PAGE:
As noted in the bill’s explanatory memorandum, currently under the Customs Act an internal search, including an internal scan, can be carried out only by a medical practitioner at a place specified under regulations. The Customs regulations of 1926 specify a hospital, surgery or other practising rooms of a medical practitioner for this purpose. The explanatory memorandum explains that, once detained, an application can be made to a judge for an order for an internal search of the detainee by a medical practitioner. Internal searches can be carried out by various means, including by conducting a scan of a person’s internal cavities. A detainee can also consent, in writing, to be subject to an internal search. The amendments in this bill allow, in addition to the existing internal searches by medical practitioners, internal non-medical scans to be done in limited circumstances by an officer of Customs using prescribed equipment. The former search will be renamed medical internal search and the latter will be called non-medical internal scan.

According to Customs, last financial year 205 people were taken to hospital for examination under suspicion of having concealed drugs internally. Upon medical examination, less than a quarter were found to be carrying drugs. In light of these statistics it makes sense to the coalition to support the changes proposed in this bill in order to streamline the process for Customs and enable funds to be saved where possible. We believe that these changes are quite reasonable as, when a suspected person does not consent to having the non-medical internal scan, they can opt to have the medical internal search at the hospital as per current practice. The coalition supports the enhancement of security at Australia’s airports, including the introduction of these non-medical scans. However, the parameters under which these scanners are operated must be monitored and given careful consideration.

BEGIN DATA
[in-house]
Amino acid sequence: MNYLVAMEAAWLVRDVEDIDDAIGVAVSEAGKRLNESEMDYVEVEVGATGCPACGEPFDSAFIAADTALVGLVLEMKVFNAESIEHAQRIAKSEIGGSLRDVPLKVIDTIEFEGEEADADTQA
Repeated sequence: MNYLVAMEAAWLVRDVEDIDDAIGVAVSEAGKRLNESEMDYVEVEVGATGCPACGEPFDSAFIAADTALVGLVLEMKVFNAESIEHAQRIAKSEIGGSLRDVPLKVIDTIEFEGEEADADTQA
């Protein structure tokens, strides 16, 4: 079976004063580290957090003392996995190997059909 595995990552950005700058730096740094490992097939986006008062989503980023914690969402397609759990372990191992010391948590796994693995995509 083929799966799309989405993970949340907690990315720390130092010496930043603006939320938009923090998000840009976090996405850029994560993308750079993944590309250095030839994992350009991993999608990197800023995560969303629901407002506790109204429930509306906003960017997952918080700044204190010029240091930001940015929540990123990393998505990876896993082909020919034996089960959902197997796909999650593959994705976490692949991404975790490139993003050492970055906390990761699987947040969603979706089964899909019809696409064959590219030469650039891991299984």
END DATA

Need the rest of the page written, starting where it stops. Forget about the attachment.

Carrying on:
The coalition has a long history of keeping Australia safe. Border protection and national security always remain at the forefront of our priorities and we support the progressive enhancements and security being made at Australia’s airports every day. We therefore support this bill.